Friday, January 23, 2009

State-By-State Tobacco Death Analysis Revealing

Partnership for Prevention Interim President Corinne G. Husten, MD, MPH, co-authored a study released this week by the Centers for Disease Control and Prevention (CDC) that was the first 50-state analysis of patterns in smoking-related death rates.

“Overall, the report shows that we made progress in reducing smoking-related deaths during the period studied," says Husten, who served as director of the CDC’s Office on Smoking and Health at the time the study was conducted. “On a state-by-state level the results vary widely, but they show that tobacco continues to take its toll among adults in terms of death rates and years of life lost - particularly in states with higher smoking rates.”

According to the report, smoking rates in the U. S. took a downward plunge and the states with the highest smoking rates had the highest death rates from smoking. Kentucky, the leader, had a smoking death rate of 371 deaths out of every 100,000 adults age 35 and older, a rate that was almost one-and-a-half times higher than the national median of 263 per 100,000. Utah, the lowest state in the list had a death rate of 138 per 100,000.

The report highlighted that the smoking rates in fell in 49 of the 50 U. S. states with only Oklahoma showing an increase. In the four-year period ending in 1999 the annual rate of smoking related deaths fell from 288 per 100,000 people, to 263 per 100,000 in the five years ending in 2004.

"The patterns in this study to some degree predate our expanded efforts in tobacco prevention and control over the past decade," Husten said. "As we continue to monitor these data, they will take into account the programs that have been implemented since then, and we expect to see additional progress.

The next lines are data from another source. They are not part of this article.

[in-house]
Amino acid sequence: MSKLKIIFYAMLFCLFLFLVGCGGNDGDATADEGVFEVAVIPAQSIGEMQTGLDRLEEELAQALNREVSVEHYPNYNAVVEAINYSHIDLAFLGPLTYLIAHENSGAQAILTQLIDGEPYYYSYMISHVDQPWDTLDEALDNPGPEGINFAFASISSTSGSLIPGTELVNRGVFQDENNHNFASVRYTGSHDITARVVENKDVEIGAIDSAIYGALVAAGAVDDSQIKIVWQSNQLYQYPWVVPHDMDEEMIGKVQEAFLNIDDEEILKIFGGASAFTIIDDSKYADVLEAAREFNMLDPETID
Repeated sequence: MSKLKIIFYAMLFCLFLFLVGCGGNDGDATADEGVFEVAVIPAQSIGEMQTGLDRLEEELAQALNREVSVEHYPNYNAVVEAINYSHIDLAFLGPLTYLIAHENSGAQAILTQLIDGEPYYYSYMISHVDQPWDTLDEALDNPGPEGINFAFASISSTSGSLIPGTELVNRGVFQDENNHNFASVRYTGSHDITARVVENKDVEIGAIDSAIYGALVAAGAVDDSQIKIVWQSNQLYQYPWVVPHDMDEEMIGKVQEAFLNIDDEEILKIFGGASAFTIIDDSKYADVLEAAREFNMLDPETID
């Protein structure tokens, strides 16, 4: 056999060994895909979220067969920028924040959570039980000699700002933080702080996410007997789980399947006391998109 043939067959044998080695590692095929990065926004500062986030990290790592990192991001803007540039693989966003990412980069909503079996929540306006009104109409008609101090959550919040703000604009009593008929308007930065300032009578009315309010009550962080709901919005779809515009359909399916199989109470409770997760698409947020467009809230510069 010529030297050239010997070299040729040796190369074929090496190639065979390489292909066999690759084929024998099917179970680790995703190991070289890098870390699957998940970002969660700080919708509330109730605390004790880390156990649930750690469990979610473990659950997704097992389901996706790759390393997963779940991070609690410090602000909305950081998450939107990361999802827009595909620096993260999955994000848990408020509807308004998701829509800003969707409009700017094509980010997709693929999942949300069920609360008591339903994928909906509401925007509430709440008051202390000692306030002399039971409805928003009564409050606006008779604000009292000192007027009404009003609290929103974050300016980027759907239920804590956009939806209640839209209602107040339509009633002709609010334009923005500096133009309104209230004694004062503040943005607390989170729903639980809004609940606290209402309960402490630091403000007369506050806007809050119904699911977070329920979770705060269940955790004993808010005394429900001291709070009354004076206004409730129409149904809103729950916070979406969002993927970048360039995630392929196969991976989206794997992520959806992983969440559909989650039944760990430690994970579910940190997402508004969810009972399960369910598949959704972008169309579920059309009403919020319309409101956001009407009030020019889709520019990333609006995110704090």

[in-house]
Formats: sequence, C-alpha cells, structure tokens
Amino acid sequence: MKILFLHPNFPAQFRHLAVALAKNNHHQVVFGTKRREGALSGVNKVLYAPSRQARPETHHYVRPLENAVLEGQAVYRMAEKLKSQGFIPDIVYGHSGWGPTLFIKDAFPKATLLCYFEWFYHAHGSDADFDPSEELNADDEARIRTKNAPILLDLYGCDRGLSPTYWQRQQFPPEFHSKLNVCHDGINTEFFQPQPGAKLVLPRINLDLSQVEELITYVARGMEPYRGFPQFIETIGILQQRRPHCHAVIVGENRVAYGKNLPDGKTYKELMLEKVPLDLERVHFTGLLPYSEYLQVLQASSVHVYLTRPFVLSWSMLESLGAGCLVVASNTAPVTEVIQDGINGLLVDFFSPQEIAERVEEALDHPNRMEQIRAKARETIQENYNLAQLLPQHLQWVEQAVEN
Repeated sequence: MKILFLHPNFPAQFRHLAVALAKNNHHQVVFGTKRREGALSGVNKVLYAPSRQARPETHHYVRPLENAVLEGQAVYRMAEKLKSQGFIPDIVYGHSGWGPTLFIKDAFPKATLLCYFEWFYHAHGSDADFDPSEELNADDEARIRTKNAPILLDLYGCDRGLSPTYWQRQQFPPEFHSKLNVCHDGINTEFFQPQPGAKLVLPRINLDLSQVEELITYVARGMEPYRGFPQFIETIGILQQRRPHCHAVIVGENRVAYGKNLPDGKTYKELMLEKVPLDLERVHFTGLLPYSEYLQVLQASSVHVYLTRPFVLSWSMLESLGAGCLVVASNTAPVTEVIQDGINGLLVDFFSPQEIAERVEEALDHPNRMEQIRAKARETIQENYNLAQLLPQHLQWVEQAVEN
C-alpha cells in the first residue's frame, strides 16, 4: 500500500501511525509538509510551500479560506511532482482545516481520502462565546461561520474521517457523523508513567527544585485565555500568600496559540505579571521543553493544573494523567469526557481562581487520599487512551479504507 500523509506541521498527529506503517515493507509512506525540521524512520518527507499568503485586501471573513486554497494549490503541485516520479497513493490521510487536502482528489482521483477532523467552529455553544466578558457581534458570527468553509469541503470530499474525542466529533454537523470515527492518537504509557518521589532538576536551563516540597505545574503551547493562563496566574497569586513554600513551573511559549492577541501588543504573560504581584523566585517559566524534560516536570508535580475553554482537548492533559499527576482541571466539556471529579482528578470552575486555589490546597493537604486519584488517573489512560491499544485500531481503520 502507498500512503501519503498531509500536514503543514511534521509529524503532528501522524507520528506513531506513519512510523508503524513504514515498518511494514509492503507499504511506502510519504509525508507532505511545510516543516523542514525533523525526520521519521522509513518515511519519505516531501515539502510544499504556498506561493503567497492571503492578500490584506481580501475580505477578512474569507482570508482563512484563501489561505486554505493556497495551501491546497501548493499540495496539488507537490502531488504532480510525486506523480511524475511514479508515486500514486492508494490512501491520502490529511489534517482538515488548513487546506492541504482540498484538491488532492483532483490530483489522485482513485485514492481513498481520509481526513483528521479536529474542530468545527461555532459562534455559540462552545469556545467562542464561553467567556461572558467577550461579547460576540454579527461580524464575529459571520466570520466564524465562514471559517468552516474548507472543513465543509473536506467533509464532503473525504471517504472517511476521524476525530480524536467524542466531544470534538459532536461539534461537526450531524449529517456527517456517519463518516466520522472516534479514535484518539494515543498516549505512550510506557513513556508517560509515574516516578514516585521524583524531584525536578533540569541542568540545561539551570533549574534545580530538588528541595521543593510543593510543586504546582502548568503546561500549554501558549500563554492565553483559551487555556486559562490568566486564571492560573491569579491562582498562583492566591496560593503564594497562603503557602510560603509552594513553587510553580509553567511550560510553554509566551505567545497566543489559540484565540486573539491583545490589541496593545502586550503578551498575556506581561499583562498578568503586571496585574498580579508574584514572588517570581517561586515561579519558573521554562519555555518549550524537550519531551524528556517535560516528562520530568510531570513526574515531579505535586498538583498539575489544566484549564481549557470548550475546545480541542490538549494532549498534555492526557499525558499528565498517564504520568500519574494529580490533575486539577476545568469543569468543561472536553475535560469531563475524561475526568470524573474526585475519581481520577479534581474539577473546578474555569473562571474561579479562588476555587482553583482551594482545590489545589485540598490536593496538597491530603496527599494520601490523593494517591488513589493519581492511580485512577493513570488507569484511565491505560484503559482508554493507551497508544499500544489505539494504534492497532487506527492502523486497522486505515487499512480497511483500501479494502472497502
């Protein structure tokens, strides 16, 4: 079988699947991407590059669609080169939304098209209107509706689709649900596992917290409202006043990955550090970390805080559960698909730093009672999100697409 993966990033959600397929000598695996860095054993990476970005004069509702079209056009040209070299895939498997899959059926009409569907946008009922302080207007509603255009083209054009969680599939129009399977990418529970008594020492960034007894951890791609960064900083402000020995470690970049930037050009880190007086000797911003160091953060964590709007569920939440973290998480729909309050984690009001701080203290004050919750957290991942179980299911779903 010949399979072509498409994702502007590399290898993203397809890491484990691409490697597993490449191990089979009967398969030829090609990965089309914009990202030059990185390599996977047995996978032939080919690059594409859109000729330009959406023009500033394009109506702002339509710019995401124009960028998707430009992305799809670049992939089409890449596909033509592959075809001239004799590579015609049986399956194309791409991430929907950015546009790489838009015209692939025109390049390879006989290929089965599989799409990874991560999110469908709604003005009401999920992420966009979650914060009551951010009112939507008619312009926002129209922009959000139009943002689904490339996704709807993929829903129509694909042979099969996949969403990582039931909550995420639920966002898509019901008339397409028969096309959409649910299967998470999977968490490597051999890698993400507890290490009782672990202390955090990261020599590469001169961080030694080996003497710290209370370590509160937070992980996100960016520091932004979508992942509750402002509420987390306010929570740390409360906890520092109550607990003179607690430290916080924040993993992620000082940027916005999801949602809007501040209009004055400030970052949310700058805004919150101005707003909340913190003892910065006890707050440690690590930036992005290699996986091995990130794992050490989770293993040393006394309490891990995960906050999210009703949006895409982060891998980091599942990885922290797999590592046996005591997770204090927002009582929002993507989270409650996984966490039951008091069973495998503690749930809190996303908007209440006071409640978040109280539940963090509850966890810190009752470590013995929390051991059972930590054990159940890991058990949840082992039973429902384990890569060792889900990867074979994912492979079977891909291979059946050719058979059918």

“Unfortunately, we’re still not providing the resources recommended by the CDC to combat the problem," she said. "If we were to do so, we would see even more progress. Every death from tobacco use is preventable, and any death from tobacco is one too many. It is unconscionable that we are allowing 1200 Americans to die each day because we are unwilling to implement the interventions that have been proven to work.

“This is the first time that we have analyzed patterns in attributable mortality rates," she said. "These data give us important information that is not available from just looking at the number of deaths, but this information is complicated and should not be viewed in isolation. First, we only have two data points, so we really can’t talk about 'trends' until we have more data. Second, smoking causes 19 diseases, including 10 types of cancer and chronic lung disease. So, while the impact on heart disease deaths is rapid, it takes longer to see the impact of our programs on these other diseases.”


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